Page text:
Legislative leaders in Utah are working to expand the use of ranked choice voting for all offices in the state. In 2019, a pilot program allowing municipalities to adopt ranked choice voting for local elections passed with bipartisan support in the legislature. In 2020, the cities of Payson and Vineyard became the first municipalities to use the system; the Republican party also used the system for party nominating contests. In 2021, 21 more cities opted into the pilot program and used RCV for their municipal elections, replacing the need for low turnout primaries.
Ranked choice voting is a commonsense change that gives voters the option to rank candidates for office in the order they prefer them. If no candidate receives a majority of the first-choice votes, the candidate with the fewest votes is eliminated and the votes that candidate received count instantly towards the next choice on those voters’ ballots. That process repeats until a candidate receives a majority of the vote and wins.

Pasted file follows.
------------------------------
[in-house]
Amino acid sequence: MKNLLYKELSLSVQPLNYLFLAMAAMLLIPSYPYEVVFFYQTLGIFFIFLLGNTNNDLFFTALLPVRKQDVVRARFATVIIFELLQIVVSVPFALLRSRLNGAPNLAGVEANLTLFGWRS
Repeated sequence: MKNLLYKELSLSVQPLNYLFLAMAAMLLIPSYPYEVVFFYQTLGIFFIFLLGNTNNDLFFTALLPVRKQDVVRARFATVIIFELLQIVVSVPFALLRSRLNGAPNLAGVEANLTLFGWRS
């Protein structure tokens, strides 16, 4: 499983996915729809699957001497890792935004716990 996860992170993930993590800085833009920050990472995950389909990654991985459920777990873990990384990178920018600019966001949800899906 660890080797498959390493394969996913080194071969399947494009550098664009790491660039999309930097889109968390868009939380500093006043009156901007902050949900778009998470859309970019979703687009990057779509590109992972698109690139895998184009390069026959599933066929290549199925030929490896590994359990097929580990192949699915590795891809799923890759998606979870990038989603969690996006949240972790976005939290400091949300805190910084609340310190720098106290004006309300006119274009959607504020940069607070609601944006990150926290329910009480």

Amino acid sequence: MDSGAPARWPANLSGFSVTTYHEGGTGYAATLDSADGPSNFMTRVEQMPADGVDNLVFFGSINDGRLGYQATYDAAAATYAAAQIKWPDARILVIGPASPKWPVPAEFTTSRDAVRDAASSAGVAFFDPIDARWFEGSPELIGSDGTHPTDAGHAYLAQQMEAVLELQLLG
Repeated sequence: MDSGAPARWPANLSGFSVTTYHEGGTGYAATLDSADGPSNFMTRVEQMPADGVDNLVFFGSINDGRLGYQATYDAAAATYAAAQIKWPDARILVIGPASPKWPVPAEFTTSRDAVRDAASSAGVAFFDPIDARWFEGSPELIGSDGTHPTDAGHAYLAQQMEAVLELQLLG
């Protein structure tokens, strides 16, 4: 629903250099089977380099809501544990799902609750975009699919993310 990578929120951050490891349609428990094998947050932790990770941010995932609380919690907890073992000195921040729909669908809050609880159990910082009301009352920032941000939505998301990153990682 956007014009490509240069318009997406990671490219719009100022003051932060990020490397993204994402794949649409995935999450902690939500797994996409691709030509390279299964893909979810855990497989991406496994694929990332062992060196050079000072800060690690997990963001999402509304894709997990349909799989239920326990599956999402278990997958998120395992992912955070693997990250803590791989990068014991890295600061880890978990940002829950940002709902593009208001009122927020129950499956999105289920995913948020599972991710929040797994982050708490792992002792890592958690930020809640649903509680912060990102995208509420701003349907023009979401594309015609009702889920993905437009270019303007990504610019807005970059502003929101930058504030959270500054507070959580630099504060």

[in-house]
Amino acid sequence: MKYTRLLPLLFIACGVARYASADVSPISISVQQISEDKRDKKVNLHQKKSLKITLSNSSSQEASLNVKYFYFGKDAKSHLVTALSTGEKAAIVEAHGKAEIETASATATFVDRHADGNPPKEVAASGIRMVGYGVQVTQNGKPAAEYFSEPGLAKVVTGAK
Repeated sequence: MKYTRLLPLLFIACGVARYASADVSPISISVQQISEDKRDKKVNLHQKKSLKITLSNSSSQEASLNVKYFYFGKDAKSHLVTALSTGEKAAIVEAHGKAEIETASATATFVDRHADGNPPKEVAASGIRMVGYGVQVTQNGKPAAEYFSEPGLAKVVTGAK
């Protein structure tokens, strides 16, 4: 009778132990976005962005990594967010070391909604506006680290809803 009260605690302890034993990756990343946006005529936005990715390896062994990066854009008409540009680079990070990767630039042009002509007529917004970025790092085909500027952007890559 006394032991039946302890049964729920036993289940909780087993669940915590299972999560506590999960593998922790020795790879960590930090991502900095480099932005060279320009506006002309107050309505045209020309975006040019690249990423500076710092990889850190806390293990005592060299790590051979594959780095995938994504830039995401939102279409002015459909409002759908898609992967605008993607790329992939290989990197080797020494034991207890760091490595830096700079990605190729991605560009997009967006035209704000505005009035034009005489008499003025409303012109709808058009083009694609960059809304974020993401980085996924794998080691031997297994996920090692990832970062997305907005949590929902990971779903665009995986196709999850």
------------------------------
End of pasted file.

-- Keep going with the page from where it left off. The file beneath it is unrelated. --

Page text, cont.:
Ranked choice voting gives voters more choice, voice, and power when they cast their ballots, eliminates the “spoiler effect,” and helps guarantee that elected leaders are supported by a true majority.
Following the successful adoption of ranked choice voting by municipalities in 2021, local advocates are working to continue to urge more municipalities to adopt the system. Further, there is bipartisan and bicameral support for legislation that will likely be re-introduced in 2022 to use ranked choice voting for party contests.
Utah Ranked Choice Voting is led by former Republican Party chairman Stan Lockhart and former Republican representative Kory Holdaway. Their board includes five current state and county elected officials.